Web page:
I hesitate to say its been a rough month, because of course it is all relative. The office hasn’t been much fun. We’ve experienced a bit of change, some of which resulted in people losing their jobs. Not easy to watch. For the most part, those who were laid off are handling it very well. Most looking forward to their next chapters or not stressing too much about what is coming, I’m very proud and inspired by them. I’m sure there is bitterness or confusion, but they seem to be looking ahead. However, what has caught my attention more so than their responses, has been the responses of those around them. Meaning: the people with jobs. You would have thought by the negativity, grumbling, and anger that we all lost our jobs. Not to mention those who have tried to profit from the changes. Why is it those with something are never satisfied with what they have? It all presents this idea of an elusive happiness. We all seek to be happy and want more in life. We want wealth, acceptance, love, peace, appreciation, etc. Daily I am surrounded by people whose salary is greater than 90% of the U.S. population (if you want to get your own reality check, search for median salary in the United States) and yet they feel underpaid and under appreciated. And don’t even get me started as to what we have versus the rest of the world. The median income worldwide is $7,000. MOST countries it is less than $1,700. I keep threatening my boss to bring a slideshow to my office about how the rest of the world lives. We need a little perspective.
But this isn’t just my office. This is everywhere. We live in a society focused on what we have and what we don’t have. Everyday we are bombarded with ads that tell us what we need. They tell us what will make us happy. And then we get those things, and we still aren’t happy. We continue to go after more and more in search for happiness. But worse than the increasing debt or inhibited generosity, is the entitlement we develop. We believe we are entitled to the newest car, the best phone, the cutest clothes. We work hard, so we deserve these things.
Let me stop a moment and discuss working hard. Now, I feel that I work pretty hard. I’m always busy, finding ways to fill my time if no immediate work is brought to me. And I’m not afraid to work the long hours or do the hard labor when necessary, but after reading a book about the life of women in Congo… I’ve discovered that I’ve never experienced hard work. Hard work is walking miles and miles to carry as much water as humanly possible (and after hearing the actual weight of the water, it is not humanly possible for me, even with all my yoga training 🙂 ) Hard work is spending an entire day (and they don’t think 8 hours is an entire day) working to make one dollar to feed your family. Yet, these women do not feel entitled to objects of entertainment for their hard work. It never crosses their mind, because all they are trying to do is SURVIVE.
Entitlement is an ugly thing. It creates the ugliest of situations. Think about the child that throws the over the top fit in the middle of the grocery store because he wants the lollipop his mother is denying him. Most of us shake our head at that child. Now consider your behavior, how many times have you behaved this way? Come on, you know you have. When life hasn’t worked out as you expected or someone offends you or treats you differently than you believe you deserve. Or worse than that, what about when this child watches another child get that lollipop, now the temper tantrum has been taken to a whole new level. IT’S NOT FAIR!! How do you respond when someone else gets what you want? I embarrassingly admit that I, not too long ago– I wish I could say I was a teenager– cried because someone else had new and attractive clothes to wear and I am still wearing the same things from two years ago. I literally cried. Not a proud moment for me. After about five minutes, I realized… my God… people are literally dying because they have no food and I’m upset because I have nothing to wear. What a fool I am, why do I think I deserve more than them?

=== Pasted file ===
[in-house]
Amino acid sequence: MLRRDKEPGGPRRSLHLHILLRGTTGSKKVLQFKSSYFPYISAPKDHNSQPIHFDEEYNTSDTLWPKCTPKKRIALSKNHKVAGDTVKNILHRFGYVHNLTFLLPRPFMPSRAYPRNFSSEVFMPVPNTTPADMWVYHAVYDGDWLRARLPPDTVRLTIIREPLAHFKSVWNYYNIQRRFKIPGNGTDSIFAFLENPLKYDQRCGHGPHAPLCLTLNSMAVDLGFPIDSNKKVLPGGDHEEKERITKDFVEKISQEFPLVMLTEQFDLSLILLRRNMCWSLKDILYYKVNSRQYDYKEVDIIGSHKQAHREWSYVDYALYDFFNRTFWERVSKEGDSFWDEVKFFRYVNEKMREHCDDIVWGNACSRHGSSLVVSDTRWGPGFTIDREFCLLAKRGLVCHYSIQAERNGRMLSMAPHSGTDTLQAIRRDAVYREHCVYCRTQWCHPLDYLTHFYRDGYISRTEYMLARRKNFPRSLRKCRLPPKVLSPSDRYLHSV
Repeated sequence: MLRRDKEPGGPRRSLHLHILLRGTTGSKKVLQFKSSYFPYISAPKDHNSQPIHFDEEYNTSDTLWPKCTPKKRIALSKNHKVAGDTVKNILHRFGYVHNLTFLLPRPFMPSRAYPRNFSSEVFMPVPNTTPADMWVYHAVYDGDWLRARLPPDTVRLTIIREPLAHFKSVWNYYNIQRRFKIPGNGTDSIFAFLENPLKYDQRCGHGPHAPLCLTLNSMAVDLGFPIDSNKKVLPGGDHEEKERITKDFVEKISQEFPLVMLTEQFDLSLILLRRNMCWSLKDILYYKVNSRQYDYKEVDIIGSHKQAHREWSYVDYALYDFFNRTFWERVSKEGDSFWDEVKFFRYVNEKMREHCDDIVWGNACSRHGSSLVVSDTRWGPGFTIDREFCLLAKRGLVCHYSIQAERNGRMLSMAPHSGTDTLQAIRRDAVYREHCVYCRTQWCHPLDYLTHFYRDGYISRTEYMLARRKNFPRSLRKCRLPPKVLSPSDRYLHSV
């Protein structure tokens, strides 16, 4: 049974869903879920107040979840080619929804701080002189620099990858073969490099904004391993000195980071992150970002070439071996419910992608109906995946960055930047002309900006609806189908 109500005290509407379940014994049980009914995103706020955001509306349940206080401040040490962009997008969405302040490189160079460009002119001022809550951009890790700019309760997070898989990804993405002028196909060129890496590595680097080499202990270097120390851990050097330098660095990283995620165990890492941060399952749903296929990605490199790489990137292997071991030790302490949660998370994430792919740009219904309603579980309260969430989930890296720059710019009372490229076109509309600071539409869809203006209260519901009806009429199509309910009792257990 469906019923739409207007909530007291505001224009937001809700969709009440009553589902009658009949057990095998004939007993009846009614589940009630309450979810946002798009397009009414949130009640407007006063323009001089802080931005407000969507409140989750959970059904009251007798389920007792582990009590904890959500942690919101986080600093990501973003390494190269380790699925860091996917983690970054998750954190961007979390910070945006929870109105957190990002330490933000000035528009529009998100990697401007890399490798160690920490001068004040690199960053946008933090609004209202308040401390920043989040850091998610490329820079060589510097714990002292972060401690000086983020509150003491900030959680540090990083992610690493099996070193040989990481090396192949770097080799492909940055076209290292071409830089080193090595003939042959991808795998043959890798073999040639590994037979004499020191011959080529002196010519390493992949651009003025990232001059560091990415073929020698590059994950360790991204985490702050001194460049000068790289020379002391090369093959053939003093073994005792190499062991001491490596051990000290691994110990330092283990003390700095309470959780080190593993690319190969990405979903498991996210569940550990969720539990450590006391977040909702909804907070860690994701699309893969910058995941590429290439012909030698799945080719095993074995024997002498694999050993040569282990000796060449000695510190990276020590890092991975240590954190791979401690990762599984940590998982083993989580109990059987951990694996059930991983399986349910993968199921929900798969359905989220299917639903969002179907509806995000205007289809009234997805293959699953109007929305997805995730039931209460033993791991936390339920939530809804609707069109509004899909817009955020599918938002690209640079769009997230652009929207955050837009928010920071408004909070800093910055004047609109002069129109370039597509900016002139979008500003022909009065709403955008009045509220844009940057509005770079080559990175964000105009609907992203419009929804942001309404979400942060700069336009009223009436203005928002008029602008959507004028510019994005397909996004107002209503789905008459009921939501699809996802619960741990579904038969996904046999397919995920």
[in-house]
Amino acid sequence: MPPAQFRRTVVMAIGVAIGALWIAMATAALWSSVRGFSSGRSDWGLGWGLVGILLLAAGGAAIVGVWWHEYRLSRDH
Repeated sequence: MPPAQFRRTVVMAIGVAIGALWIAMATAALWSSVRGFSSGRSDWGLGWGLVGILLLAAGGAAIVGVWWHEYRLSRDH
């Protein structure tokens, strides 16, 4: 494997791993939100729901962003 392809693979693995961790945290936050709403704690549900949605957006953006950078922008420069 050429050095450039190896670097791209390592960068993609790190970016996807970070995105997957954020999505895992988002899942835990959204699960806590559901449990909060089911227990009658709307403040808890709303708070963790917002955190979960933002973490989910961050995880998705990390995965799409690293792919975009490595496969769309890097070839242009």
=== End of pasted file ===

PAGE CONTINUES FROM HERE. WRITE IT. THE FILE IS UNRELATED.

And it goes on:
As I’ve said many times, we got lucky. We were born into a nation of luxury. I’m not talking about the Mercedes in a driveway or the Gucci in the closet, I’m talking about the opportunities that we are afforded just because of the location of our birth. As an American, I am afforded rights that women across the world are denied. Even the poorest of our nation are considered rich by the world’s standards. We did nothing to deserve this. We are not entitled to this luxuries. We just got lucky.
This luck is a gift. What are we choosing to do with this gift? WIth the gift of a job and an income that provides for you and your family, what are you doing with it? Are you allowing it to turn you into someone who is entitled or are you using it to better the lives of those who didn’t get as lucky as you? Are you focused on what more you can have or are you focused on what more you can give away?
I challenge you to stop the next time that you think you “need” or “deserve” something to stop, put that credit card back in your wallet and find a more worthy way to spend that money. I typically don’t like church signs, Andy and I have a game of finding the most ridiculous ones. But the other day I found one that redeems all the others, it said, “You aren’t living life until you give to someone that can never repay you.” Too often we give in ways that we can get something back, such as recognition, better education for our kids, a better community in which to live, a better museum, etc. When was the last time you gave to someone that could NEVER repay you? Maybe find a way to do that. I bet that is closer to happiness than that iphone you are holding.
“Indeed, man wishes to be happy even when he so lives as to make happiness impossible.” ~St. Augustine